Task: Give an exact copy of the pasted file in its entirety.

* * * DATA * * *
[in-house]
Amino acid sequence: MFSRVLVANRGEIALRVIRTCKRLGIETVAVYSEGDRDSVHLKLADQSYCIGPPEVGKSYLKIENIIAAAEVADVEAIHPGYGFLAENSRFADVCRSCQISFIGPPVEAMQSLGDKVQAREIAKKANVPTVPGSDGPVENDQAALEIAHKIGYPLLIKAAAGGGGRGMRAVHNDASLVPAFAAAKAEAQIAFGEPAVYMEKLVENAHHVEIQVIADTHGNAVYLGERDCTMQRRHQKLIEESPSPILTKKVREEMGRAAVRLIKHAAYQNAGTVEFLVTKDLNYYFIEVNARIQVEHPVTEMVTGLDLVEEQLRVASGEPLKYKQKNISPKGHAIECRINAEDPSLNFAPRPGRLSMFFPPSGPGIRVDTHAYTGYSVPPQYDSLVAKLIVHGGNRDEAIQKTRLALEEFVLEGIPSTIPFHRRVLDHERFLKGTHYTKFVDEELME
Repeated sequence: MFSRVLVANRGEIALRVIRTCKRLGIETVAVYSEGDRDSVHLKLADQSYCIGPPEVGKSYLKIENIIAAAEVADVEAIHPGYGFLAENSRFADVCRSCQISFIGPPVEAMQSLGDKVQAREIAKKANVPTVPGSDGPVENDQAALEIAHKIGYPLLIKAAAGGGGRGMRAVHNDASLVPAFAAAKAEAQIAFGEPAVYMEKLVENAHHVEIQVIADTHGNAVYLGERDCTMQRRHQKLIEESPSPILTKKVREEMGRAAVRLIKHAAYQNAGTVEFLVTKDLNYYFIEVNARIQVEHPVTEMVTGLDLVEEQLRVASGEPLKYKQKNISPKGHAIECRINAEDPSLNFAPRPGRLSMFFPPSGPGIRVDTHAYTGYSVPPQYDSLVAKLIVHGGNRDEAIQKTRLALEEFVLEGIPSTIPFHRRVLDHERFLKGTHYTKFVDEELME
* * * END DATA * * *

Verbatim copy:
[in-house]
Amino acid sequence: MFSRVLVANRGEIALRVIRTCKRLGIETVAVYSEGDRDSVHLKLADQSYCIGPPEVGKSYLKIENIIAAAEVADVEAIHPGYGFLAENSRFADVCRSCQISFIGPPVEAMQSLGDKVQAREIAKKANVPTVPGSDGPVENDQAALEIAHKIGYPLLIKAAAGGGGRGMRAVHNDASLVPAFAAAKAEAQIAFGEPAVYMEKLVENAHHVEIQVIADTHGNAVYLGERDCTMQRRHQKLIEESPSPILTKKVREEMGRAAVRLIKHAAYQNAGTVEFLVTKDLNYYFIEVNARIQVEHPVTEMVTGLDLVEEQLRVASGEPLKYKQKNISPKGHAIECRINAEDPSLNFAPRPGRLSMFFPPSGPGIRVDTHAYTGYSVPPQYDSLVAKLIVHGGNRDEAIQKTRLALEEFVLEGIPSTIPFHRRVLDHERFLKGTHYTKFVDEELME
Repeated sequence: MFSRVLVANRGEIALRVIRTCKRLGIETVAVYSEGDRDSVHLKLADQSYCIGPPEVGKSYLKIENIIAAAEVADVEAIHPGYGFLAENSRFADVCRSCQISFIGPPVEAMQSLGDKVQAREIAKKANVPTVPGSDGPVENDQAALEIAHKIGYPLLIKAAAGGGGRGMRAVHNDASLVPAFAAAKAEAQIAFGEPAVYMEKLVENAHHVEIQVIADTHGNAVYLGERDCTMQRRHQKLIEESPSPILTKKVREEMGRAAVRLIKHAAYQNAGTVEFLVTKDLNYYFIEVNARIQVEHPVTEMVTGLDLVEEQLRVASGEPLKYKQKNISPKGHAIECRINAEDPSLNFAPRPGRLSMFFPPSGPGIRVDTHAYTGYSVPPQYDSLVAKLIVHGGNRDEAIQKTRLALEEFVLEGIPSTIPFHRRVLDHERFLKGTHYTKFVDEELME